Aug 9, 2010

Ramaiah and Julie. T (Act V)

Act V: The Conclusion

Father Dorai chalked out a careful plan. He knew a friend in Madras who could provide a safe harbour for the fleeing couple. He advised Ramaiah to go underground for a year, till things cooled down. Of course, both men were aware that things might never cool down and Ramaiah could end up never setting foot in the village again. But the young man was ready for everything, love having blinded him to the practical difficulties of scraping out a livelihood in Madras with no employable skills. It was arranged that Father Dorai would convey the plan to Julie through her friend.

Jacob paced his room restlessly, angry at himself for not having chased the intruder the previous night. He had a hunch that his sister way lying to him, but all his threats hadn't elicited the truth. He headed to the local toddy shop, badly craving some sarakku (country liquor) to soothe his frayed nerves. He had already downed a bottle when Mayandi walked in. Mayandi, still smarting from the slap from his last confrontation, jumped at the chance to needle his drunk rival. He proclaimed to his friends, "Ooru kulla ore thiruttu bhayam vandhuruchu da... Periya edathu veetula nethu oru thirudan poonthutaanam... thangachi manasa thiruditaan nu sollaranga" ("Fear of theft has crept in this village. They say a thief entered the big people's house yesterday. And stole the sister's heart..."). The combination of his frustration, his drunken state, the derisive tone of Mayandi's "periya edathu veedu" and the allegation on his sister's honour, combined to drive Jacob into a murderous rage. He pounced on Mayandi and drove a broken bottle into his stomach.

Ramaiah rushed to the bar on hearing of his friend's death. And rushed out faster swearing revenge on Jacob. Rage blinded him to the consequences of his action, its effect on his family, to Julie love, everything. He scoured the village for Jacob, aruval on his back, a singular motive driving him. And before Mayandi's body had gone cold, Jacob's right hand had been separated from him. His head was spared as Ramaiah wanted to deny Jacob the ease of a quick, painless death.

The consequences were quick. For a force normally associated with lethargy, the police moved swiftly and Ramaiah was jailed. But Madasamy Mudaliar was a man of means. He had a youth confessing it was he who had cut off Jacob's hand within no time. The young man was one of many who had grown up on the crumbs of the Mudaliar household, and would have cut off his own hand had the Mudaliar wished it. And Ramaiah walked free, a bit reluctantly, because he preferred the police station to facing his father's wrath.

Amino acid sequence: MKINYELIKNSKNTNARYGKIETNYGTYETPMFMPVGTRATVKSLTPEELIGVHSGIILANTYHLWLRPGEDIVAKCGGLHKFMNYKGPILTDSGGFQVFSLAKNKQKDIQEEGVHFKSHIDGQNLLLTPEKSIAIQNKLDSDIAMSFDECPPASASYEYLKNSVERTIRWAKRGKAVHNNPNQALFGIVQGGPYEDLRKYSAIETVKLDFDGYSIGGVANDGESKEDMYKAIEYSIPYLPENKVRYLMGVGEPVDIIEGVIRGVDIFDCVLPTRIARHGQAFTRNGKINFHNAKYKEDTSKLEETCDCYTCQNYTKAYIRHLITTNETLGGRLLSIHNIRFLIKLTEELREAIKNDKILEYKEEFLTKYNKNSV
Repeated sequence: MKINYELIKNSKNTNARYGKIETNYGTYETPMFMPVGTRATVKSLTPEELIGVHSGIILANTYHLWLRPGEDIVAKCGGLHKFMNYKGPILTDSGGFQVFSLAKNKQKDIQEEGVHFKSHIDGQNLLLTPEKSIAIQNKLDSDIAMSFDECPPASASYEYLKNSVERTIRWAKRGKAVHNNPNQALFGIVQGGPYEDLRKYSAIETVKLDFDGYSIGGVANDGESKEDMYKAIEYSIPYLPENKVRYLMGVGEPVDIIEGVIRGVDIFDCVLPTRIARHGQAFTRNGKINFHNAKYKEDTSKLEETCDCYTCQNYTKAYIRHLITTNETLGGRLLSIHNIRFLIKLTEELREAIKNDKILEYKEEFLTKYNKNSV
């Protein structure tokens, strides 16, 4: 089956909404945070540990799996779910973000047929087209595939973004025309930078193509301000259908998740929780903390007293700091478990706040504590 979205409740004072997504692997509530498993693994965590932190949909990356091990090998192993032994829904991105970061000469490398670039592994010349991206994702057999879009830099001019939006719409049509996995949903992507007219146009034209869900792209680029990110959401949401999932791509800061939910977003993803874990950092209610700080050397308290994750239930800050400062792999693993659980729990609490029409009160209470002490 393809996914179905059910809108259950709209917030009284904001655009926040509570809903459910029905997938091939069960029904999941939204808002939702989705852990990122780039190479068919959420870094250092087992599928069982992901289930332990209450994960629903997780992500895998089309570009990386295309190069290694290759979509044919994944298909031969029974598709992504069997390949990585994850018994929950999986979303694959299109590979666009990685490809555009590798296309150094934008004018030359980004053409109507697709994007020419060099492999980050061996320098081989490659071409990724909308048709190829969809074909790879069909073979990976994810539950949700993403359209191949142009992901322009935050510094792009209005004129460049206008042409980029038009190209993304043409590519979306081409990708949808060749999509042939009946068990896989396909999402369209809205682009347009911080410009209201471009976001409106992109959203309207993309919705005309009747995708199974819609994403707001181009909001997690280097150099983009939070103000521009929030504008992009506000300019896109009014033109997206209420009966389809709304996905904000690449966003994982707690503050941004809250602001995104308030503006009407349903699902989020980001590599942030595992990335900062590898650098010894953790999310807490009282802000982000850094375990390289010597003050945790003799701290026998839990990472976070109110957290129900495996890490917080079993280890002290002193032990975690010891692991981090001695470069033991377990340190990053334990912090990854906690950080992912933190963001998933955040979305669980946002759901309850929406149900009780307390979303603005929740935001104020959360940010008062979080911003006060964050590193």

The senior Mudaliar announced a panchayat meeting for the next day, determined to protect his name as a fair leader, even if it meant punishing his own son. "Twenty lashes should teach him a lesson" he thought. The panchayat was the law as far as the village was concerned, the way it had been for a century, and the police and the government were modern nuisances that were grudgingly handled, with some money and some name dropping. The cops for their part, being largely drawn from the same village, wisely kept their noses out.

Julie, unaware of the harm that her lover had caused her brother, slipped out of her house silently at midnight as instructed by Father Dorai through her friend.  She couldn't bear the thought of causing so much pain to her parents, so she had written a letter on going away with Ramaiah, partly in the hope that her father's love for her might induce a change of heart and lead him to accept her someday. She had no idea that the letter would prove her undoing. Ramaiah had managed to give the security cordon imposed his father the slip, and was waiting for her at the railway station.